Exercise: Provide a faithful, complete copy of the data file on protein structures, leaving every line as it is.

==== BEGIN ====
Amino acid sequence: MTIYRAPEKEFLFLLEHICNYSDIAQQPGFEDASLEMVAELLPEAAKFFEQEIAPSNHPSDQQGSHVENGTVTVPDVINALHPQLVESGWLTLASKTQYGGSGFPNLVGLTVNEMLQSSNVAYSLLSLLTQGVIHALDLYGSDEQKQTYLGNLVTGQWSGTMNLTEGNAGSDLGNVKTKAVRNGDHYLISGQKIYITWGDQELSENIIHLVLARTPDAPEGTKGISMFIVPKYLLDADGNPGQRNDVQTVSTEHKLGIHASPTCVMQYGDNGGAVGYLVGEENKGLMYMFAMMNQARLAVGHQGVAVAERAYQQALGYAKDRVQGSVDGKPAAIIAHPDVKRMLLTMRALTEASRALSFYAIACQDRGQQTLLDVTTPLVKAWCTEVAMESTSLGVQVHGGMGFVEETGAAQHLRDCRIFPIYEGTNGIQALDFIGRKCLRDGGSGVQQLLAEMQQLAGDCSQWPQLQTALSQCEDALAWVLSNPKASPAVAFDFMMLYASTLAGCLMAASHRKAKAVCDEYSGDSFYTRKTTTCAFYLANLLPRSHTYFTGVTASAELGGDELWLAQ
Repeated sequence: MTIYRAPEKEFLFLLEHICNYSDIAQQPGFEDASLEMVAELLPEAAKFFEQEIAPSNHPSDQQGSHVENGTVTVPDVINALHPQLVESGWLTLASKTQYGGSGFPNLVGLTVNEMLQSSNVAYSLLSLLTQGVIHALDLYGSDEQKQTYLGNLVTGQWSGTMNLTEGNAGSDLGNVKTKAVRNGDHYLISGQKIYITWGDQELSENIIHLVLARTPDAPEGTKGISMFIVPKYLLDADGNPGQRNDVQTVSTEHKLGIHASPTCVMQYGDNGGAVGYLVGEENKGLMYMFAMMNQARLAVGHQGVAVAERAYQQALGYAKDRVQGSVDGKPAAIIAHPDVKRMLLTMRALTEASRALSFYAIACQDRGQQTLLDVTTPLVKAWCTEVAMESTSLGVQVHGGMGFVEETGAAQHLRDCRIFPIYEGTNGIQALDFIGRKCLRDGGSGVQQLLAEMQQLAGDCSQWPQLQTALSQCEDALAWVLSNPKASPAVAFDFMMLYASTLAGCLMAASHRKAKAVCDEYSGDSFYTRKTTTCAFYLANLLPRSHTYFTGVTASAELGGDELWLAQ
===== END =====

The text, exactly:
Amino acid sequence: MTIYRAPEKEFLFLLEHICNYSDIAQQPGFEDASLEMVAELLPEAAKFFEQEIAPSNHPSDQQGSHVENGTVTVPDVINALHPQLVESGWLTLASKTQYGGSGFPNLVGLTVNEMLQSSNVAYSLLSLLTQGVIHALDLYGSDEQKQTYLGNLVTGQWSGTMNLTEGNAGSDLGNVKTKAVRNGDHYLISGQKIYITWGDQELSENIIHLVLARTPDAPEGTKGISMFIVPKYLLDADGNPGQRNDVQTVSTEHKLGIHASPTCVMQYGDNGGAVGYLVGEENKGLMYMFAMMNQARLAVGHQGVAVAERAYQQALGYAKDRVQGSVDGKPAAIIAHPDVKRMLLTMRALTEASRALSFYAIACQDRGQQTLLDVTTPLVKAWCTEVAMESTSLGVQVHGGMGFVEETGAAQHLRDCRIFPIYEGTNGIQALDFIGRKCLRDGGSGVQQLLAEMQQLAGDCSQWPQLQTALSQCEDALAWVLSNPKASPAVAFDFMMLYASTLAGCLMAASHRKAKAVCDEYSGDSFYTRKTTTCAFYLANLLPRSHTYFTGVTASAELGGDELWLAQ
Repeated sequence: MTIYRAPEKEFLFLLEHICNYSDIAQQPGFEDASLEMVAELLPEAAKFFEQEIAPSNHPSDQQGSHVENGTVTVPDVINALHPQLVESGWLTLASKTQYGGSGFPNLVGLTVNEMLQSSNVAYSLLSLLTQGVIHALDLYGSDEQKQTYLGNLVTGQWSGTMNLTEGNAGSDLGNVKTKAVRNGDHYLISGQKIYITWGDQELSENIIHLVLARTPDAPEGTKGISMFIVPKYLLDADGNPGQRNDVQTVSTEHKLGIHASPTCVMQYGDNGGAVGYLVGEENKGLMYMFAMMNQARLAVGHQGVAVAERAYQQALGYAKDRVQGSVDGKPAAIIAHPDVKRMLLTMRALTEASRALSFYAIACQDRGQQTLLDVTTPLVKAWCTEVAMESTSLGVQVHGGMGFVEETGAAQHLRDCRIFPIYEGTNGIQALDFIGRKCLRDGGSGVQQLLAEMQQLAGDCSQWPQLQTALSQCEDALAWVLSNPKASPAVAFDFMMLYASTLAGCLMAASHRKAKAVCDEYSGDSFYTRKTTTCAFYLANLLPRSHTYFTGVTASAELGGDELWLAQ